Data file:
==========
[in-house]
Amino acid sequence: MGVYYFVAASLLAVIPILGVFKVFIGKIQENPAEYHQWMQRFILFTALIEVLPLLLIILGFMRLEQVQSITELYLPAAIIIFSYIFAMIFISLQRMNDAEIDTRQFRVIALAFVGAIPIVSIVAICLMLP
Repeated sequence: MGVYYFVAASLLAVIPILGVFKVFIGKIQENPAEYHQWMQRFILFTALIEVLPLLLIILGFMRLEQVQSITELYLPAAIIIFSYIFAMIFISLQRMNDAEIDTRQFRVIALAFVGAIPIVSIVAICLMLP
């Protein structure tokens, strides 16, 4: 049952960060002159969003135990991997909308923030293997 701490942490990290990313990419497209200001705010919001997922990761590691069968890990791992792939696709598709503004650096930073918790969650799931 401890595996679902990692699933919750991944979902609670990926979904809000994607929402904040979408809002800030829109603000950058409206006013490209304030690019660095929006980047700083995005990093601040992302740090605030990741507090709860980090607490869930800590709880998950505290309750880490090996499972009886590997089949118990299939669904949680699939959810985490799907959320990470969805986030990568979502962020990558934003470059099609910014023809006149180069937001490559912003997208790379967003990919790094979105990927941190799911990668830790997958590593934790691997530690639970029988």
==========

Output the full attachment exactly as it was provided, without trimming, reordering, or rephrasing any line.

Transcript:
[in-house]
Amino acid sequence: MGVYYFVAASLLAVIPILGVFKVFIGKIQENPAEYHQWMQRFILFTALIEVLPLLLIILGFMRLEQVQSITELYLPAAIIIFSYIFAMIFISLQRMNDAEIDTRQFRVIALAFVGAIPIVSIVAICLMLP
Repeated sequence: MGVYYFVAASLLAVIPILGVFKVFIGKIQENPAEYHQWMQRFILFTALIEVLPLLLIILGFMRLEQVQSITELYLPAAIIIFSYIFAMIFISLQRMNDAEIDTRQFRVIALAFVGAIPIVSIVAICLMLP
């Protein structure tokens, strides 16, 4: 049952960060002159969003135990991997909308923030293997 701490942490990290990313990419497209200001705010919001997922990761590691069968890990791992792939696709598709503004650096930073918790969650799931 401890595996679902990692699933919750991944979902609670990926979904809000994607929402904040979408809002800030829109603000950058409206006013490209304030690019660095929006980047700083995005990093601040992302740090605030990741507090709860980090607490869930800590709880998950505290309750880490090996499972009886590997089949118990299939669904949680699939959810985490799907959320990470969805986030990568979502962020990558934003470059099609910014023809006149180069937001490559912003997208790379967003990919790094979105990927941190799911990668830790997958590593934790691997530690639970029988």